Data Mania: Better Tech Needed to Crunch Climate Change Data


Both Google and the government have taught us at least one important lesson: data rules. But despite supercomputers, sophisticated sensors and software from the smartest people on the planet, precise data is still lacking when it comes to fighting climate change. On Friday, U.S. officials said they will develop what they called the “first-ever, comprehensive and up-to-date database” of satellite images that will show land-use changes around the world.

The announcement, made from Beijing as the U.S. delegation powwowed with those from 85 countries and 58 other organizations to build the “Global Earth Observation System of Systems,” or GEOSS. GEOSS sounds grand and that’s the point: it wants to link all sorts of observation and data collection systems worldwide and promote technical standards and tools to speed up information gathering and processing.

Through a single Internet portal, governments, researchers and organizations can access and use the data for crafting economic and environmental policies. The international community is half way through a 10-year plan to build GEOSS.

The new effort will collect and present more detailed data about how humans use and impact their environment in urban and rural settings. Those details, like the amount of tree and shrub coverage and water on the surface of the Earth, will help researchers or even companies to create better forecasts of environmental changes, including the impact of global warming.

Increasingly, tech companies are using this growing amount of government (and often free) data for their own projects, or to process and sell the refined datasets to others. Solar power plant developers, for example, are always on the lookout for better historical data and meteorological forecasts about the amount and intensity of sunlight in areas they want to build solar farms. Utilities use satellite-based weather forecasting data to help manage the power grid.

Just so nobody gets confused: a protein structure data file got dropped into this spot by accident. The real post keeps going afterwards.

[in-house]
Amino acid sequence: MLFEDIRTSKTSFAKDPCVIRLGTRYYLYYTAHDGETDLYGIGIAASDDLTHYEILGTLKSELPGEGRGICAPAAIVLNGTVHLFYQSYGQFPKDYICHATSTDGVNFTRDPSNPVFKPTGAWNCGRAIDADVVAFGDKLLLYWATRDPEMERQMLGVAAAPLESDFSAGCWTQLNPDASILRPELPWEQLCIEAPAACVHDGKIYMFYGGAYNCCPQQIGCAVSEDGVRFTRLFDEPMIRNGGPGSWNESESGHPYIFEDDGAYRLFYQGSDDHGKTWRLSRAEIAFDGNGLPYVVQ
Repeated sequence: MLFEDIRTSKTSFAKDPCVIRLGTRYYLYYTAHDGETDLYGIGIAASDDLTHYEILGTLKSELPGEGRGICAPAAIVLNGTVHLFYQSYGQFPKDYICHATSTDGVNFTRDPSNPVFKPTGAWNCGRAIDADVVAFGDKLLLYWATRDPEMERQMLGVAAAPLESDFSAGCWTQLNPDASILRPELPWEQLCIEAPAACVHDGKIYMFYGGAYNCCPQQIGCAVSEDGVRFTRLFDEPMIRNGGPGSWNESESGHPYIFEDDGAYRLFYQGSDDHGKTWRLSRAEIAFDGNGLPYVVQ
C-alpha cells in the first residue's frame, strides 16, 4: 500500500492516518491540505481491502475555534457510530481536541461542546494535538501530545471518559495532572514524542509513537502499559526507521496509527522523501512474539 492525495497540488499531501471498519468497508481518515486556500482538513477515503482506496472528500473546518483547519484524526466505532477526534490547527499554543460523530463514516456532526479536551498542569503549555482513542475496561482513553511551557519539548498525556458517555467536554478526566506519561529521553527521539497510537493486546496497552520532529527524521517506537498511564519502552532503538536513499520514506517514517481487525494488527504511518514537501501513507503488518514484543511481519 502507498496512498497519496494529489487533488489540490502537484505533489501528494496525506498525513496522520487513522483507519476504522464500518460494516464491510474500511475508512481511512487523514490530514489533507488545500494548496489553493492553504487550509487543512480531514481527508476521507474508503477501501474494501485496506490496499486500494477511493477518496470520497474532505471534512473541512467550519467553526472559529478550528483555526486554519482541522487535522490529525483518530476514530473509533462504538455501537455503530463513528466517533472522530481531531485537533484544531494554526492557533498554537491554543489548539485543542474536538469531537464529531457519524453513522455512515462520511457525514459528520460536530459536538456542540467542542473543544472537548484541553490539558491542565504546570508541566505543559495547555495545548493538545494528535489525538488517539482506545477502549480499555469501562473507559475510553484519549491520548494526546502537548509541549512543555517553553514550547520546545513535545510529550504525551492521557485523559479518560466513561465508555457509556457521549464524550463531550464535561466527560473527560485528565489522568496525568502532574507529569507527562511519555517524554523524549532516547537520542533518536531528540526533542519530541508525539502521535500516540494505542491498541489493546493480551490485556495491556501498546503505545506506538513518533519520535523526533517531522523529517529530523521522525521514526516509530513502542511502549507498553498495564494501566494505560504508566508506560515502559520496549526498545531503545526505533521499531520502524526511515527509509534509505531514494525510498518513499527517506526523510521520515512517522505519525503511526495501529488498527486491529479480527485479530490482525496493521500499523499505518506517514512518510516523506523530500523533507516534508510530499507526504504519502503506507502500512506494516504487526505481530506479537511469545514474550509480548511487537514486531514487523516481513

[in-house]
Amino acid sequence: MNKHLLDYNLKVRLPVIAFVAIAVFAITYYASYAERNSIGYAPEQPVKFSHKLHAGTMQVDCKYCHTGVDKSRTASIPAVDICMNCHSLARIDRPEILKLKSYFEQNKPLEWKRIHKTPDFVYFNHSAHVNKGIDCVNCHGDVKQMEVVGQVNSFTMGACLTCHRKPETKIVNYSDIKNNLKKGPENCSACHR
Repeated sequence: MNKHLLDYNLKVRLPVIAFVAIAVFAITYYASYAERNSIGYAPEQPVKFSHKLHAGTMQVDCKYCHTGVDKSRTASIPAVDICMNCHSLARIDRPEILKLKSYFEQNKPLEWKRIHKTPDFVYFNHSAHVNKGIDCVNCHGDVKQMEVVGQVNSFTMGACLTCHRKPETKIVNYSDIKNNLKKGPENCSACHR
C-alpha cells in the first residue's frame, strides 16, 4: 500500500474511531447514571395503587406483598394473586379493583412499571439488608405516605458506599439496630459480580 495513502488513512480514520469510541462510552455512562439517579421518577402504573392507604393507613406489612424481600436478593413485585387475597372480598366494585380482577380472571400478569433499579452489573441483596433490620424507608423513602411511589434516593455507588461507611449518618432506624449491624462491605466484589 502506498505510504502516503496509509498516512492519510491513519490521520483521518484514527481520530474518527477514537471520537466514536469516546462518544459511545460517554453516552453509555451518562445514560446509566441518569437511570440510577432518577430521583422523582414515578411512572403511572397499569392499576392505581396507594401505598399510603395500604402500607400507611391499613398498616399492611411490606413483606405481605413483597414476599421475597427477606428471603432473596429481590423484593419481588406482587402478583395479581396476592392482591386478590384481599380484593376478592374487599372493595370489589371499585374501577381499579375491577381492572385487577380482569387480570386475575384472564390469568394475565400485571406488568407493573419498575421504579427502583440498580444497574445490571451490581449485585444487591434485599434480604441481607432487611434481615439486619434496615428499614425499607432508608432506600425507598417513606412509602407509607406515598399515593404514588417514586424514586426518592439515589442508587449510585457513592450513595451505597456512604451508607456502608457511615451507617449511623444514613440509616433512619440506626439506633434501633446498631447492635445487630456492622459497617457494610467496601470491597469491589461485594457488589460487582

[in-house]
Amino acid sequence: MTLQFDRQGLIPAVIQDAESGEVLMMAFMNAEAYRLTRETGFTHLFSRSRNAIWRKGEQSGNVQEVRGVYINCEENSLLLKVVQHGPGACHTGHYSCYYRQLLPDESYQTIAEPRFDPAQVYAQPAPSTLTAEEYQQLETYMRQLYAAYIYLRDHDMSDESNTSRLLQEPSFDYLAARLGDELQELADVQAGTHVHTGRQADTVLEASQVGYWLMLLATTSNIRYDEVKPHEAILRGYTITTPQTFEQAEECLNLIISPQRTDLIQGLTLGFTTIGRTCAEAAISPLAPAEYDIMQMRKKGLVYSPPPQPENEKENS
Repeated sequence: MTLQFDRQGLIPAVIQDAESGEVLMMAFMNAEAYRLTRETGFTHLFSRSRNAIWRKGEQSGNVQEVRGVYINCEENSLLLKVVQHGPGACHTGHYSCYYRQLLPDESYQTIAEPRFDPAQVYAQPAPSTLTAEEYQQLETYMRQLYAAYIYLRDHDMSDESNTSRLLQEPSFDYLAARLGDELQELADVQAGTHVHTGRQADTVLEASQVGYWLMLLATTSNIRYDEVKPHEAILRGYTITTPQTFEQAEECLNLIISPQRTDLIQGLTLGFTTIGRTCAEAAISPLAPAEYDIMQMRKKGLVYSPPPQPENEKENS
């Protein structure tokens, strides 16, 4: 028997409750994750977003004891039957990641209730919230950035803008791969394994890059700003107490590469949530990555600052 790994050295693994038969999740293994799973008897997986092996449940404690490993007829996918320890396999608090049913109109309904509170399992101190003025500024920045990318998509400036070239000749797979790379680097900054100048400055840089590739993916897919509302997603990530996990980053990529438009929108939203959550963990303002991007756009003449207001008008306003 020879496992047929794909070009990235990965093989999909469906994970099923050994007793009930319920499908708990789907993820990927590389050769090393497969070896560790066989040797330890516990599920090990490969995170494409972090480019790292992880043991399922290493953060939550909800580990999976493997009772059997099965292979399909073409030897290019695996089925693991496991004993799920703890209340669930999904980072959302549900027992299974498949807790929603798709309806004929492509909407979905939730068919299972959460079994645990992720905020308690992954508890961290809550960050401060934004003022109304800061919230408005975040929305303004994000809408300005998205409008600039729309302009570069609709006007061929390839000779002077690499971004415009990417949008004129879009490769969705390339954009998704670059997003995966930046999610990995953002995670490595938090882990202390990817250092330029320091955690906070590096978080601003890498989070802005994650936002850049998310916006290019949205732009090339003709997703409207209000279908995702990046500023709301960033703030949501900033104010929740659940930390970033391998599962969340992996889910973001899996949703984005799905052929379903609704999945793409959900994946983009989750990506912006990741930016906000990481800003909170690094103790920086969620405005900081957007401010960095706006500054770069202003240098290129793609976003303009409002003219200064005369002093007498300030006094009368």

Private companies have huge incentives – profits! – to come up with better software to make sense of the jumble of information from satellites and other data collection systems. The growth of the greentech industry, from renewable energy generation to biofuel production, will need to rely on more detailed and accurate data.

AWS Trupower, for one, is getting $2.15 million from the U.S. Department of Energy to assemble data and create computer models to help the Electric Reliability Council of Texas to more accurately predict when and where wind energy will be produced at any given time. ERCOT is the largest electric grid operator in Texas, which leads the country in wind generation. The state has roughly 9,730 megawatts of wind energy generation capacity, followed by Iowa at 3,670 megawatts and California at around 2,740 megawatts, according to the American Wind Energy Association.

Google could one day get into weather forecasting, too. An advisor for Google Ventures said this week that he and the search engine giant were interested in working with companies in some way to create more accurate and useful weather forecasting data. Companies such as IBM already are selling weather forecasting services to utilities, and startups like EcoFactor incorporate weather data into their automated demand response services.

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Image courtesy of NASA.

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